McGilligan has counted the ways: "it is next to impossible to find Helen or B. C. [Altman's parents] explicitly evoked by a character in one of his movies."… "If Altman was touched at all by the mass despair, the unemployment, the protests, the riots and the Hoovervilles of the Depression era, that vivid backdrop is absent from his movies."… "In the one hour drive of some fifty miles from Kansas City to Lexington, one comes across markers for the Santa Fe Trail, the Lewis and Clark Trail, the old overland stagecoach lines, and for Indian burial mounds. And one passes over land that Daniel Boone explored and Quantrill's raiders raided … all of it—with the exceptions of McCabe and Buffalo Bill and the Indians—curiously ignored in Altman's films."
With the release of Kansas City in 1996, some of that lost territory has been filled in. Altman has come out of at least one of his closets. This is cultural autobiography, a story set in the jazz milieu of Kansas City in the Thirties, eloquently pictured in a background article in Time Out magazine: "The Count Basie band came out of this regional style, taking the Blues uptown and jumping 'em. Those beefy Blues riffs and driving 4/4 beats came on like herding cattle across the plains … the city boasted the greatest conglomeration of clubs and sin since Storyville." Altman has said that by his mid-teens he was an habitué of the clubs: "I knew everybody, I felt welcome. I listened to Julia Lee, Baby Lovett, Bill Nolan, Jay McShann." He would have been 9 when the central event of the film took place—a cutting contest, during an all-night jamming session, between local boy Lester Young and the visiting Coleman Hawkins. Young was still on hand, though, to play at hops when Altman was in high school.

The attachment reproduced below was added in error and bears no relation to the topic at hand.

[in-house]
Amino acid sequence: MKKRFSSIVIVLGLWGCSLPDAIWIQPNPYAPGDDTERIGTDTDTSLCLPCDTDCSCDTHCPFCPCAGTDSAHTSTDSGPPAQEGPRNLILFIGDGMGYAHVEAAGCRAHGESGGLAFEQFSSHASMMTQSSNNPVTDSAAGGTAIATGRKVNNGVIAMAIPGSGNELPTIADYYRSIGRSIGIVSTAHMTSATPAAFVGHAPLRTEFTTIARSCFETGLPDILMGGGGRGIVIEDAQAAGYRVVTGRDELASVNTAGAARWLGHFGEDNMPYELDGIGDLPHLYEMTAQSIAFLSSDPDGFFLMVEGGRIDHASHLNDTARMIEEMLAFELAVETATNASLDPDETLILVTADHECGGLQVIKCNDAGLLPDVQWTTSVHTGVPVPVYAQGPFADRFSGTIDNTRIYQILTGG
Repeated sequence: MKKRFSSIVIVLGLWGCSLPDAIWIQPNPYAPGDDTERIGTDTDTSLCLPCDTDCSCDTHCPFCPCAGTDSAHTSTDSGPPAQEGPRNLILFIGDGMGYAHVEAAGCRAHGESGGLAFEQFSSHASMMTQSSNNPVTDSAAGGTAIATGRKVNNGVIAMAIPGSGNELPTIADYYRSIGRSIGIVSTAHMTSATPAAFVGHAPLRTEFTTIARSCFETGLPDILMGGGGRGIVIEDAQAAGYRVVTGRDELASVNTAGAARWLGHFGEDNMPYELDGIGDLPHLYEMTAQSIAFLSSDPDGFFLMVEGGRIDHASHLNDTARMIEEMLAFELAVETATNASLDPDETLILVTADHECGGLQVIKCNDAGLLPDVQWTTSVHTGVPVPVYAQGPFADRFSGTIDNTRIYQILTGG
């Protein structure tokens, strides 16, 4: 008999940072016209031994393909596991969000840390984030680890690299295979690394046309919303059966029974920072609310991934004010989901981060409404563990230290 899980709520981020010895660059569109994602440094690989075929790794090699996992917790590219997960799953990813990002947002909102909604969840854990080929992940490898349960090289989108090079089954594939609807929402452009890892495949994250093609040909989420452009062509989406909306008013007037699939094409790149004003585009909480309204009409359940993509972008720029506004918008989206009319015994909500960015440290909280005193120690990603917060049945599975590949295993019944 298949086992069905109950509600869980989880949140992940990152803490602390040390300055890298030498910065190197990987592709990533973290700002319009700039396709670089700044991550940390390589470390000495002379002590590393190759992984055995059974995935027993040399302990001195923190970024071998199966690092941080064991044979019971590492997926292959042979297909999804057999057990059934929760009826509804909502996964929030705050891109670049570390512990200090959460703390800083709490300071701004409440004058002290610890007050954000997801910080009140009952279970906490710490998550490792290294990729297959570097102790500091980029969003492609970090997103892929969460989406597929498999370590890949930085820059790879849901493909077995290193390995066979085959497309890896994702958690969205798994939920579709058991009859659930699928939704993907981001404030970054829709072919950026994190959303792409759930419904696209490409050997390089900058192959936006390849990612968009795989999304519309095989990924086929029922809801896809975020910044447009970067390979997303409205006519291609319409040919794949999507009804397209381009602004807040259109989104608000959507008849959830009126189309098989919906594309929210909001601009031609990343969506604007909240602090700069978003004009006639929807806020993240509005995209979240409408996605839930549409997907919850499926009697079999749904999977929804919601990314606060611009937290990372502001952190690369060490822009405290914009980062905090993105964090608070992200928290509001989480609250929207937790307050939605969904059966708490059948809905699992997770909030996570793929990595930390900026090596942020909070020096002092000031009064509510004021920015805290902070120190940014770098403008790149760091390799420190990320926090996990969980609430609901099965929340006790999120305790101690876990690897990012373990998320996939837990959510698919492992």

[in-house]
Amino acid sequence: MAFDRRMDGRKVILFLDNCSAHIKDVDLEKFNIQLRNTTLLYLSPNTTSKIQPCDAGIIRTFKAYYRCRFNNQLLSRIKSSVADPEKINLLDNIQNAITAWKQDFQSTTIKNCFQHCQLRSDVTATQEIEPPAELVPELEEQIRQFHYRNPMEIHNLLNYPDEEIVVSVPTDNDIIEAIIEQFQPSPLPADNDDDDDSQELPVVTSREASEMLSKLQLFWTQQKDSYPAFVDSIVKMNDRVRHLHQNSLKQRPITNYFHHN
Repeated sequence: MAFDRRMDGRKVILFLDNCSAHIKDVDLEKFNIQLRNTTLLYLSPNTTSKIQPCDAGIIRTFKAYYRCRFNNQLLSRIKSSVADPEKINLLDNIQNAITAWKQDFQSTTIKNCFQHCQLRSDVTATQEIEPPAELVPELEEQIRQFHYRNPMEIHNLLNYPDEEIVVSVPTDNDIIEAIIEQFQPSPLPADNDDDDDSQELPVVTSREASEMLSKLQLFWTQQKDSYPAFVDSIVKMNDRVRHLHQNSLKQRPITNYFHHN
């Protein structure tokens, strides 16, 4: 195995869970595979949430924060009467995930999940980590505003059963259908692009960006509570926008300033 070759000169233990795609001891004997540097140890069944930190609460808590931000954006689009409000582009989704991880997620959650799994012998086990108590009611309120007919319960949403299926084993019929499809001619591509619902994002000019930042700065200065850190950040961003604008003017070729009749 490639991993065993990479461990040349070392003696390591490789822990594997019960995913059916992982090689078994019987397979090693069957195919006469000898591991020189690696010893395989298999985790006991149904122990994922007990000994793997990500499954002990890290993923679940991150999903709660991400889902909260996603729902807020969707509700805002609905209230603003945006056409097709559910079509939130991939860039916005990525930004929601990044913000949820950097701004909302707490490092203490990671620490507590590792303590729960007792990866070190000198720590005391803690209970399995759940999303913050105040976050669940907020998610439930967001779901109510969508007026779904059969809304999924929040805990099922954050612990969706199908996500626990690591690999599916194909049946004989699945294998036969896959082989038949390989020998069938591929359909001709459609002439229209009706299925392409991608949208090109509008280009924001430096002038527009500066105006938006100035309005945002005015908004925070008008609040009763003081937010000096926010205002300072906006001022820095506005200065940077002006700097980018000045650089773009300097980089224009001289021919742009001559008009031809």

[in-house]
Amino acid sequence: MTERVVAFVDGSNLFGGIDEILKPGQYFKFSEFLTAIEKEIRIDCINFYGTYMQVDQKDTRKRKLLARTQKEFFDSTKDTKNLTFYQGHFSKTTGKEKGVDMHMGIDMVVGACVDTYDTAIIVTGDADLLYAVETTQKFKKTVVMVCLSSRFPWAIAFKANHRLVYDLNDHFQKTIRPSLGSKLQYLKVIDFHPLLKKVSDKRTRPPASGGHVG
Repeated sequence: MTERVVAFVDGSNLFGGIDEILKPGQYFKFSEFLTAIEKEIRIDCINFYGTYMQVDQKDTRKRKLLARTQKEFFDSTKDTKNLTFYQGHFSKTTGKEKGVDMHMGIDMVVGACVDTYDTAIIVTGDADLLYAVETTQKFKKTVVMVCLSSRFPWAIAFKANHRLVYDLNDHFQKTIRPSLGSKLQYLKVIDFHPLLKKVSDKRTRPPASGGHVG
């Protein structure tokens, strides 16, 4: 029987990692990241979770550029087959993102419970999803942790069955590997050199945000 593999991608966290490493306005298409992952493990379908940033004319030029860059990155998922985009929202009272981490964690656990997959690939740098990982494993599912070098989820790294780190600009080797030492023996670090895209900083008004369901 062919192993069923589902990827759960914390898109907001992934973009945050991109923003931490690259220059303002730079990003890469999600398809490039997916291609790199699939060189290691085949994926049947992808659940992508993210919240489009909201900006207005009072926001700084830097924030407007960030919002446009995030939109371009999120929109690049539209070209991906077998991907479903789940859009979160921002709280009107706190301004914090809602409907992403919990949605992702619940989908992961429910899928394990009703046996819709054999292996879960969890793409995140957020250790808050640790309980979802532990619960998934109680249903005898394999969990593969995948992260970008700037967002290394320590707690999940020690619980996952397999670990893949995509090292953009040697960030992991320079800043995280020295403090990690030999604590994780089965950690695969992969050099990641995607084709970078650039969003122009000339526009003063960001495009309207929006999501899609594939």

And Kansas City reflects more than cultural history. There are evidently personal memories woven into its texture. Altman has talked about the politician Henry Stilton, the vaguely presidential adviser played by Michael Murphy, as being in some ways a reflection of his father, B. C. Altman. Stilton's laudanum-addicted wife, Carolyn (Miranda Richardson), is "patterned after the mother of a kid I grew up with. I knew that she was on something, but I didn't know what it was." There may even be an explanation of why Altman's mother, Helen, has never been evoked in his films. "We had a black maid called Glendora Majors—I use her name in the film—who was responsible for my introduction to jazz. All my life, Glendora was more important than my mother to me. My mother was some other figure."